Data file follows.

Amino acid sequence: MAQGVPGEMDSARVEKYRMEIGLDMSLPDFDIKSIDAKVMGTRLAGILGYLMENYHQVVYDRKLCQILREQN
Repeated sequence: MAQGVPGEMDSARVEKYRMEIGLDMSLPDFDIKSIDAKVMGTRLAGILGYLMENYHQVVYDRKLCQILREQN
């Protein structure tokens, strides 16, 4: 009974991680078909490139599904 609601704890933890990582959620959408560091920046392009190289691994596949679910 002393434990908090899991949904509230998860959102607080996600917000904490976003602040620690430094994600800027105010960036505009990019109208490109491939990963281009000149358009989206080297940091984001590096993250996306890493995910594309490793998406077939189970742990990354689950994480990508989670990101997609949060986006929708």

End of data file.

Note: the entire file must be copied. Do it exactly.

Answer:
Amino acid sequence: MAQGVPGEMDSARVEKYRMEIGLDMSLPDFDIKSIDAKVMGTRLAGILGYLMENYHQVVYDRKLCQILREQN
Repeated sequence: MAQGVPGEMDSARVEKYRMEIGLDMSLPDFDIKSIDAKVMGTRLAGILGYLMENYHQVVYDRKLCQILREQN
């Protein structure tokens, strides 16, 4: 009974991680078909490139599904 609601704890933890990582959620959408560091920046392009190289691994596949679910 002393434990908090899991949904509230998860959102607080996600917000904490976003602040620690430094994600800027105010960036505009990019109208490109491939990963281009000149358009989206080297940091984001590096993250996306890493995910594309490793998406077939189970742990990354689950994480990508989670990101997609949060986006929708």